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Texas Governor Rick Perry Supports Pot Decriminalization, Not Legalization

( [email protected] ) Jan 24, 2014 03:21 PM EST
The state of Texas was hit with surprising news all the way from Davos, Switzerland at the World Economic Forum when Rep. Governor Rick Perry announced on Thursday that he supports the decriminalization - not legalization - of marijuana.
Texas Gov. Rick Perry speaks to the National Right to Life convention at the Hyatt Regency DFW International Airport Hotel June 27, 2013 in Grapevine, Texas. Perry has reportedly vowed to continue the fight for a more restrictive abortion law in Texas after the state legislature failed to get the law passed during a special session because of a filibuster and protests. Stewart F. House/Getty Images

The state of Texas was hit with surprising news all the way from Davos, Switzerland at the World Economic Forum when Rep. Governor Rick Perry announced on Thursday that he supports the decriminalization - not legalization - of marijuana.

"As governor, I have begun to implement policies that start us toward a decriminalization," Perry said during an international panel on drug legalization at the WEF.

Perry still holds onto the stance that marijuana should remain illegal in Texas, but went on to state that there should be less severe penalties implemented for a minor offense. He introduced the possibility of alternative "drug courts" that implement these penalties.

"The point is that after 40 years of the war on drugs, I can't change what happened in the past," Perry said. "What I can do as the governor of the second largest state in the nation is to implement policies that start us toward a decriminalization and keeps people from going to prison and destroying their lives, and that's what we've done over the last decade."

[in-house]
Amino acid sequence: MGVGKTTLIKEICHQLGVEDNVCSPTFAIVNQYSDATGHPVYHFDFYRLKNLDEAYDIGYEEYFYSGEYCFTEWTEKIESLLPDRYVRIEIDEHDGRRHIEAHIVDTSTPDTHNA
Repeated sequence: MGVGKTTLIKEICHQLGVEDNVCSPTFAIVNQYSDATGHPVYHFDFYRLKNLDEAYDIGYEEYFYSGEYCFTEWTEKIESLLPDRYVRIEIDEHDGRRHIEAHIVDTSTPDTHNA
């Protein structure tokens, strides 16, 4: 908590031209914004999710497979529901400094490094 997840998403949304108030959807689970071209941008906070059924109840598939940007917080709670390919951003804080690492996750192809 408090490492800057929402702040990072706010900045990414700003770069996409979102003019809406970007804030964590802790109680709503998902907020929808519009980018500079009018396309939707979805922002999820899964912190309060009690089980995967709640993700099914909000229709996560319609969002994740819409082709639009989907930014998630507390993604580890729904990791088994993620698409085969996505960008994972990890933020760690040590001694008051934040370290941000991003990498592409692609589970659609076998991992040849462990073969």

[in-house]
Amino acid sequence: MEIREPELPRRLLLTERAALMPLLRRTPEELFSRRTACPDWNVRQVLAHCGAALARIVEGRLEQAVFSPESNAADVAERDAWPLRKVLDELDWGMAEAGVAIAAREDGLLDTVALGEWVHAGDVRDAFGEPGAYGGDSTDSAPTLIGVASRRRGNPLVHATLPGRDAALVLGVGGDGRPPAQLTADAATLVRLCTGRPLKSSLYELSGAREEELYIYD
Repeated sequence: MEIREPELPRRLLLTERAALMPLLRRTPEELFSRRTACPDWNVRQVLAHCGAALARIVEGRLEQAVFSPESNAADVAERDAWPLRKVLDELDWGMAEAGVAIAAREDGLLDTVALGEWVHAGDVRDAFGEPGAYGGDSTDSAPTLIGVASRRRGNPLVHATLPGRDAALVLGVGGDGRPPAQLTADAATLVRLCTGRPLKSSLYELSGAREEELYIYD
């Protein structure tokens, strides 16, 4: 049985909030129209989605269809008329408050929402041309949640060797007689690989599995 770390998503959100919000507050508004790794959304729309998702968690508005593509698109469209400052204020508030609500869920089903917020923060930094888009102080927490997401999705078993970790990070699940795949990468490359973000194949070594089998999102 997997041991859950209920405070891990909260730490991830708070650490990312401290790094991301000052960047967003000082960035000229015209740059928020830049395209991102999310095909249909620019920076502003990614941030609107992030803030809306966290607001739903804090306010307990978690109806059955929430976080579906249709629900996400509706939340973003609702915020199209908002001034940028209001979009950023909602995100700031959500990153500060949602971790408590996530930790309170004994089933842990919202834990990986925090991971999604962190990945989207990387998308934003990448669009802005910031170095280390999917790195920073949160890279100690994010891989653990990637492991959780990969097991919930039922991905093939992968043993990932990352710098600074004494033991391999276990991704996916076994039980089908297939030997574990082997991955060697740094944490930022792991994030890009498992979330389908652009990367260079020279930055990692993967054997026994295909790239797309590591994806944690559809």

The Texas Governor spoke alongside former United Nations secretary-general Kofi Annan and Columbian President Juan Manual Santos.

Rick Perry further emphasized that although he is not for the legalization of marijuana, he believes every state has the right to make its own decisions. He cited the 10th Amendment of the U.S. Constitution to support Colorado's decision to decriminalize marijuana and other states' decisions on abortion, same-sex marriage, and other issues.

Perry also stated that the issue does not involve only the United States, but other countries too should make progress in making such decisions about decriminalizing marijuana.

"So I think there's some innovation that goes on in the states that can translate not just to Oklahoma or California or New York, but to Switzerland, to France, to other countries that have this drug issue facing them," Perry added. "That there are some alternatives without going that big full step and decriminalizing and sending a message to people that it's OK."

Perry's spokesperson, Lucy Nashed, confirmed that Perry staunchly opposed to the legalization of marijuana and added that he's only looking to reform the policies that could reduce the punishment for offenders.

"Legalization is no penalty at all, whereas decriminalization doesn't necessarily mean jail time (for minor possession offenses). It means more of a fine or counseling or some sort of program where you don't end up in jail but in a rehabilitative program," Nashed said in an article by San Antonio Express News. "The goal is to keep people out of jails and reduce recidivism, that kind of thing."

According to Texas state laws, an offender with less than 2 ounces of marijuana can be sentenced to up to 180 days in jail and a fine of up to $2,000. An offender with more than 5 pounds faces up to two years in jail.

Meanwhile in Texas, Ana Yañez-Correa, director of the Texas Criminal Justice Coalition, a non-profit advocacy group that favors drug treatment over incarceration for marijuana possession, expressed her shock regarding Perry's message.

"Shocked. The decriminalization of marijuana is not something Perry has historically supported," Correa said. "Perry has gone through a shift; he's evolved. He represents the transition the state has gone through from being really, really tough on crime to being more sensible about it."